Dean Has Small Lead in Iowa Poll, Bush Beats Dems
by Steven Ertelt
August 29, 2003
Des Moines, IA (LifeNews.com) — On the heels of making national news with a 21-point lead over his nearest rival in New Hampshire, Howard Dean leads Dick Gephardt by 4 percent in a new Iowa poll. However, neither they nor any of the other pro-abortion Democratic presidential candidates beats President Bush in a head-to-head matchup.
Dean, former governor of Vermont, was at 25 percent and Gephardt, a Missouri congressman, was at 21 percent. Sen. John Kerry of Massachusetts had 16 percent, and Sen. Joe Lieberman of Connecticut was at 12 percent.
Sen. John Edwards of North Carolina had 6 percent; retired Army Gen. Wesley Clark, who is considering a presidential run, was at 3 percent; and Rep. Dennis Kucinich of Ohio and Sen. Bob Graham of Florida were at 1 percent. Carol Moseley Braun and Al Sharpton were at 0 percent.
All of the Democratic candidates are pro-abortion.
QUESTION: If you were voting today for the Democratic nominee for President, which of the following candidates would you vote for? (NAMES ROTATED):
All Men Women Howard Dean 25% 26% 24% Richard Gephardt 21% 23% 18% John Kerry 16% 11% 21% Joe Lieberman 12% 17% 7% John Edwards 6% 6% 6% Wesley Clark 3% 4% 2% Dennis Kucinich 1% 1% 1% Bob Graham 1% 1% 1% Carol Mosely Braun – – – Al Sharpton – – – Undecided (not read) 15% 11% 20%
Meanwhile, when all Iowans are polled, none of the Democratic contenders can defeat President Bush.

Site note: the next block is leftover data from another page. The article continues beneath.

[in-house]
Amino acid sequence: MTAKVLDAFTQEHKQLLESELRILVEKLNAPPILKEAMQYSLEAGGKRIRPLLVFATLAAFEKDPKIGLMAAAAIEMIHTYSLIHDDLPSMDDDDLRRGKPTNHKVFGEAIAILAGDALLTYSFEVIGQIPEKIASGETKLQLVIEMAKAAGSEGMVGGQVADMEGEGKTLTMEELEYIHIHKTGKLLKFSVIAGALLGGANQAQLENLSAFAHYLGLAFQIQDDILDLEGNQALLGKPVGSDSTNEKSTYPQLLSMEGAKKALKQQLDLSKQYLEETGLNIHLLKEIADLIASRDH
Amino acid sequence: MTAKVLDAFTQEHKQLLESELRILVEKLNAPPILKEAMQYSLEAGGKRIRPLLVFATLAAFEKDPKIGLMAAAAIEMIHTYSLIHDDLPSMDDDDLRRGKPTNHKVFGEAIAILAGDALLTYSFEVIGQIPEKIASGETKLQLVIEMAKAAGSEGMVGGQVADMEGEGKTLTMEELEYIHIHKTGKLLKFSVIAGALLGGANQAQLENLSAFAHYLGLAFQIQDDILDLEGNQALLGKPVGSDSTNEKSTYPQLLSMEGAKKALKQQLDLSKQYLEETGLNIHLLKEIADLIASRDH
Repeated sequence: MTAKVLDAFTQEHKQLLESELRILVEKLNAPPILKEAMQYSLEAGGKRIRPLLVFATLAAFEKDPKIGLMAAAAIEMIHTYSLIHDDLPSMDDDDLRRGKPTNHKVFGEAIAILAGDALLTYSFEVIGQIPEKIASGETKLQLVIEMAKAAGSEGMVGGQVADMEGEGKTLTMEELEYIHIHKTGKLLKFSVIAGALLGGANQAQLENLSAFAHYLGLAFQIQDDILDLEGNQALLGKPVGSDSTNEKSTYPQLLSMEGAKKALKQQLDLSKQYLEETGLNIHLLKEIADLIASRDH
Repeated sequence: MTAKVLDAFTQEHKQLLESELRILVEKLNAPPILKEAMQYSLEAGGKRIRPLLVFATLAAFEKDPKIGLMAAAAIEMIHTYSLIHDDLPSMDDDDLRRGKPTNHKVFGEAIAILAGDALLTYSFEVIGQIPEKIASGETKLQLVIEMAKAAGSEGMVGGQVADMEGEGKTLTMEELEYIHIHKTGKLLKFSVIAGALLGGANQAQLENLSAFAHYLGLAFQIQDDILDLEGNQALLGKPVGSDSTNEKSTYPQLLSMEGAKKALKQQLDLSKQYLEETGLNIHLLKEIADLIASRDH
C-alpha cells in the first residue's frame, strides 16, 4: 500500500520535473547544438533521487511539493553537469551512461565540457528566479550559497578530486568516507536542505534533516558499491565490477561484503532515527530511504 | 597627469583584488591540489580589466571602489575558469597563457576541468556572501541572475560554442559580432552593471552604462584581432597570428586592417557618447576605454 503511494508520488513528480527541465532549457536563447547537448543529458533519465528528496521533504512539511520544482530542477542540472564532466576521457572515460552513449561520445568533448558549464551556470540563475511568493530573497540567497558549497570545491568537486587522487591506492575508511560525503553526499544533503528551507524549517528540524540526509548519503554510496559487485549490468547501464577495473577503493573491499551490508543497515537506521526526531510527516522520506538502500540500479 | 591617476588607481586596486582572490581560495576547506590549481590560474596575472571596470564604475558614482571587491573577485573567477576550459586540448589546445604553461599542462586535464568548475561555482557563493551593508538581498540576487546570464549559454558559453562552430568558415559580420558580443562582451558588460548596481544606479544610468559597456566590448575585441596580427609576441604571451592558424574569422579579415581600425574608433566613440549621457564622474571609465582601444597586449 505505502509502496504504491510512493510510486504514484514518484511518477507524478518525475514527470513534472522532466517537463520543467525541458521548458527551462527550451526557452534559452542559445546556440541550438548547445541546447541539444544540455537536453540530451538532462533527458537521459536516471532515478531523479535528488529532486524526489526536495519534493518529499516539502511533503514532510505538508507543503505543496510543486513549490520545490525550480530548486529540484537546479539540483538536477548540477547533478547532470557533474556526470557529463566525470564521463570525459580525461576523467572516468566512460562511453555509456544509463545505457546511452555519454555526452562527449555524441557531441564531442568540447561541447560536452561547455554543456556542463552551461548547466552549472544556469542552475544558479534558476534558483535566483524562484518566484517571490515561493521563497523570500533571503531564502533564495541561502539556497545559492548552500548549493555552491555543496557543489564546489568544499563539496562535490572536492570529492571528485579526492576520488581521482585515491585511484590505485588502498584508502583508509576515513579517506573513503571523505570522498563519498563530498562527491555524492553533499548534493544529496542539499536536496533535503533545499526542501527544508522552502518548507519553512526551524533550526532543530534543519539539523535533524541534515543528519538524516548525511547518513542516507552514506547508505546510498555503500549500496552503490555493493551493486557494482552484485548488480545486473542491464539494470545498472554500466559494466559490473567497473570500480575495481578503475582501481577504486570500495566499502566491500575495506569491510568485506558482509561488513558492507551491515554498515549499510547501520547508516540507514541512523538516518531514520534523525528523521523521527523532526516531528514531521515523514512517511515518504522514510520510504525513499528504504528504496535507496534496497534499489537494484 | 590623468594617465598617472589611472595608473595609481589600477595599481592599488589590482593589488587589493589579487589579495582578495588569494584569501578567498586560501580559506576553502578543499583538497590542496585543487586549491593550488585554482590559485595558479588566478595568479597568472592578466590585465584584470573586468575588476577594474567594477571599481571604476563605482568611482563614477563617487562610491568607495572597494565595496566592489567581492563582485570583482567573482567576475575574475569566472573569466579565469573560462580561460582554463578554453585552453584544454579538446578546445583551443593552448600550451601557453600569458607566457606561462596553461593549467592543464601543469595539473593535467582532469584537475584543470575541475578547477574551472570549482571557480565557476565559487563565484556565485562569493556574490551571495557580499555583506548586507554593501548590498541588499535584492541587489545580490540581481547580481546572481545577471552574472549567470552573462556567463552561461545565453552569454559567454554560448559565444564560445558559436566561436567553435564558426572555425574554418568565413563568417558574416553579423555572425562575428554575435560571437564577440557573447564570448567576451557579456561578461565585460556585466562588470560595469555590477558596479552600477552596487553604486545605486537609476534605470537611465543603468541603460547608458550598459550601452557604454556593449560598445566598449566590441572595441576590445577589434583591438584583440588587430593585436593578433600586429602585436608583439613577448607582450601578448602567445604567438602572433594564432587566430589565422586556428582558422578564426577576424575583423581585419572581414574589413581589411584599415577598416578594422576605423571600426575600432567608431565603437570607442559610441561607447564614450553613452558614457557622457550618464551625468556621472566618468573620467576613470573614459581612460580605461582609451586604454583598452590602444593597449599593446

If the choice were between Bush and Gephardt, Bush would win with 48 percent to Gephardt’s 39 percent. In a match between Bush and Kerry, Bush would get 49 percent of the vote while Kerry would garner 40 percent.
Bush led Dean 51 to 38 percent among Iowa voters and led other candidates by large margins.
A June poll by the same firm had Dean in third place with 11 percent. A survey taken by the Des Moines Register last month had Dean and Gephardt both in the low 20s, showing Dean’s rise.
Recent polls put Sen. Lieberman first in other early primary states, South Carolina and Arizona.
Polling is difficult in Iowa because no one knows how many Iowa Democrats will take party in local party caucuses. Although 600,000 Iowans are registered Democrats, only approximately 100,000 are expected to attend caucus meetings.
The new poll was conducted by Research 2000 for KCCI-TV of Des Moines and has a margin of error of 5 percent.